- The Washington Times - Monday, March 12, 2001

In his new book, "Hardball on the Hill: Baseball Stories From Our Nation's Capital," which will be published April 2 by Triumph Books, author Jim Roberts relates a couple of amusing jokes told by former president Ronald Reagan, who used to recreate Chicago Cubs games in the 1930s before Hollywood and politics crooked their fingers.
According to Roberts, founder and president of the Radio America news network, Reagan offered this goody during a Washington speech in 1975: A new father didn't know how to change a diaper, so his wife explained it like this: "Pretend the diaper is a baseball diamond. Fold second base until it touches home plate, and lay the baby's bottom where the mound would be. Now bring first base, third base and home plate together and fasten with a safety pin… . One more thing: If it starts to rain, the game isn't called you just start over."
And this: After watching a rookie center fielder commit several errors, rock-rumped manager Frankie Frisch snatched the glove away and snarled, "I'll show you how to play this position." The next batter hit a line drive that Frisch missed, falling down in the process. Whereupon, he threw down the glove and yelled at the rookie, "You've got center field so screwed up, nobody can play it."
And you thought the Gipper was a football guy.

Bad call

News item: Major League Baseball to conduct demonstrations of the "new" strike zone for the media in Florida and Arizona.
Comment: With apologies to Washington's slate jazzmeister, Duke Ellington, it don't mean a thing if you ain't got that swing.

No Gretzky comeback

You won't find many NHL owners this side of Mario Lemieux lacing up and taking a turn on the ice. But when the Phoenix Coyotes' big boss skated onto the ice one day last week, the players stopped and stared.
Of course, he was Wayne Gretzky.
"It was a blast," Gretzky said after his 20-minute first skate with players since his retirement two years ago. "It was nice to get back out there and have a little fun. I'll do it again soon and whenever I get the chance."
Rookie defenseman Ossi Vaananen said he felt a little weird because "this man I watched and idolized on TV, all of a sudden he's right there in front of me."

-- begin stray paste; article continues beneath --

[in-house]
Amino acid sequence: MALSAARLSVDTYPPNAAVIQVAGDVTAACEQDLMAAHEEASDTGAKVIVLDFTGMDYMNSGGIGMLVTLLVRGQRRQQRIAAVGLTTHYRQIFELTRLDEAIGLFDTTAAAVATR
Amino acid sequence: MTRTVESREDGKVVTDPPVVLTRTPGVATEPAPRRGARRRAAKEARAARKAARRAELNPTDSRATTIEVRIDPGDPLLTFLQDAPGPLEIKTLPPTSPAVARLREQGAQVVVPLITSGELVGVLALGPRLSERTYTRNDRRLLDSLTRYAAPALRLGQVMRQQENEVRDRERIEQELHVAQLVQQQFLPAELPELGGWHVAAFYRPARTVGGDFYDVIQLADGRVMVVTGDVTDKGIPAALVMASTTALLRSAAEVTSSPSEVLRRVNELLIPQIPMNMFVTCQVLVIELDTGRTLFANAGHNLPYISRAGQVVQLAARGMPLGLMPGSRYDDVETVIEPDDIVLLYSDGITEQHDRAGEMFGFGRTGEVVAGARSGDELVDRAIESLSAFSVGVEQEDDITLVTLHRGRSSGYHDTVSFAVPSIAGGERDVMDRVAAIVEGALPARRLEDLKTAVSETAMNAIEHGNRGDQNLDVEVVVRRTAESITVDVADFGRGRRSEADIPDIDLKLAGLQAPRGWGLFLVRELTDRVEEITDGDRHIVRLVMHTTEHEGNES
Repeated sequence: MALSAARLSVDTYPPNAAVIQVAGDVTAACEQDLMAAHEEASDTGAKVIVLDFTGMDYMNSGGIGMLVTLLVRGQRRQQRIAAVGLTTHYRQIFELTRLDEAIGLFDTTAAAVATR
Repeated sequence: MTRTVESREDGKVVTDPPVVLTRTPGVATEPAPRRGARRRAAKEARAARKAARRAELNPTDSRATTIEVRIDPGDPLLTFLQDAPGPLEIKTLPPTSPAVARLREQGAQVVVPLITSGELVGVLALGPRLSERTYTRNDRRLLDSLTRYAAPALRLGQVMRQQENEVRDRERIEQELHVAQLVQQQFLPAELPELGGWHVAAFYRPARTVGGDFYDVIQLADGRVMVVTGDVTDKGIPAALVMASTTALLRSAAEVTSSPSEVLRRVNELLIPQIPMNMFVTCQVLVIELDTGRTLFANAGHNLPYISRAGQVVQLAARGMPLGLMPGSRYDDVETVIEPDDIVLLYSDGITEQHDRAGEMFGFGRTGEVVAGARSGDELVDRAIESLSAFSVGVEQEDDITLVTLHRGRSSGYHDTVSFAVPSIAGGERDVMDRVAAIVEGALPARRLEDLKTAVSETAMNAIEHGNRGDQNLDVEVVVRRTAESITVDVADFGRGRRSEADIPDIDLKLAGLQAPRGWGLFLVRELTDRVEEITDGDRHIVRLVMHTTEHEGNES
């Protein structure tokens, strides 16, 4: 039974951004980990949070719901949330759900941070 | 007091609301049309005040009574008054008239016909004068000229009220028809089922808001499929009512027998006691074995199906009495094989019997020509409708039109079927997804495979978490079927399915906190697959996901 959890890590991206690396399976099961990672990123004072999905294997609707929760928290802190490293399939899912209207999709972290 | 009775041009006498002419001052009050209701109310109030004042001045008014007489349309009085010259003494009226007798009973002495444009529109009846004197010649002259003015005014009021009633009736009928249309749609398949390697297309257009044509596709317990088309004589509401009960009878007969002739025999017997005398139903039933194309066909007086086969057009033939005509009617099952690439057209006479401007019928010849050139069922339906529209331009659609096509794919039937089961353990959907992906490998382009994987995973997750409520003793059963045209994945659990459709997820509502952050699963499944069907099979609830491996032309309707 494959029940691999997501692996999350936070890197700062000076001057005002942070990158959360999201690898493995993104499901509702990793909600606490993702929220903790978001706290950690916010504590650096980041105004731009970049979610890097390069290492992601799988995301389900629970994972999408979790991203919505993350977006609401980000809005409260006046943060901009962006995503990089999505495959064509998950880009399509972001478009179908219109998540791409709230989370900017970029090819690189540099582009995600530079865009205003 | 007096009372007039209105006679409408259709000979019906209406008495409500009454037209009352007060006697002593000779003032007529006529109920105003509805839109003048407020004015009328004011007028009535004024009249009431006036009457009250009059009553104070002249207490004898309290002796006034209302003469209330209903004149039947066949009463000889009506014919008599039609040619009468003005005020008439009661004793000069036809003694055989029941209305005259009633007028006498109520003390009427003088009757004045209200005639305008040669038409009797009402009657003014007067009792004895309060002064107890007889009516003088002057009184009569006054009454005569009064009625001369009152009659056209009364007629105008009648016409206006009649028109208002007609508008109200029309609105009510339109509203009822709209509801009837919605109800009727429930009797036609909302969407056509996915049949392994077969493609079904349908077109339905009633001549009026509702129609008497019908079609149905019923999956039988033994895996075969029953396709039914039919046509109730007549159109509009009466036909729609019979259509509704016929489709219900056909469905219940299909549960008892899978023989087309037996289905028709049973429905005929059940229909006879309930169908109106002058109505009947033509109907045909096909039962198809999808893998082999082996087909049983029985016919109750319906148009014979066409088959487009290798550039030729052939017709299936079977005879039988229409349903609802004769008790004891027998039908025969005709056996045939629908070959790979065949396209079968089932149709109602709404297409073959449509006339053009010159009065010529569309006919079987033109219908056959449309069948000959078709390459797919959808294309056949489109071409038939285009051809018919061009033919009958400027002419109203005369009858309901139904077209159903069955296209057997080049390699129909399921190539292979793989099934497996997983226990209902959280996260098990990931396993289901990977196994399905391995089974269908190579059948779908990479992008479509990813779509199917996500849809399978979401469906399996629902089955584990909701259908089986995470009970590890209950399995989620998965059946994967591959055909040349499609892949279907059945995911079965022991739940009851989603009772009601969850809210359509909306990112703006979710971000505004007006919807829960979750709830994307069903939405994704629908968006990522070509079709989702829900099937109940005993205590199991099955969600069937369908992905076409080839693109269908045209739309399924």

Naturally, Gretzky's outing prompted the question of whether the Great One might emulate former archrival Lemieux, who is knocking 'em dead with the Pittsburgh Penguins once more this season.
Gretzky's answer was short and sweet: "Not a chance."

Maz enjoys his dream

On Tuesday, Bill Mazeroski of everlasting Pittsburgh Pirates fame was elected to the Baseball Hall of Fame by the Veterans Committee. After that, other tributes just came flooding.
Both Pittsburgh and Bradenton, Fla. the Pirates' spring training home proclaimed a Bill Mazeroski Day. Pittsburgh also decided to rename a street in Mazeroski's honor outside new PNC Park. The street that runs along the west side of the stadium will be changed from the Avenue of the Pirates to Mazeroski Way. And Aug. 10 will be Bill Mazeroski Day at PNC Park five days after he is enshrined at Cooperstown.
"This is all a little too much," Mazeroski said. "It's just hard to believe that all this is happening to me. Everything has been like a dream."
That's only fair because Mazeroski's ninth-inning home run that beat the Yankees in Game 7 of the 1960 World Series still seems like a dream to Pirates fans with a little gray in their hair and a nightmare to old Yankees supporters.

Eminently quotable

Former Dallas quarterback Roger Staubach, on whether Troy Aikman should retire after being dropped by the Cowboys: "I really feel there's something in your gut that has to tell you when to retire. It really is an instinct inside. It's something you can't talk someone out of." …
Former Baltimore Orioles and Chicago White Sox catcher Charles Johnson, on returning to the Florida Marlins after his best offensive season (.304, 31 home runs, 91 RBI): "It's a totally different role from what I had here before. I was in the eight hole and focused on catching. Now they're looking for me to drive in runs and do my thing offensively, which is great for me. I'm excited about it."

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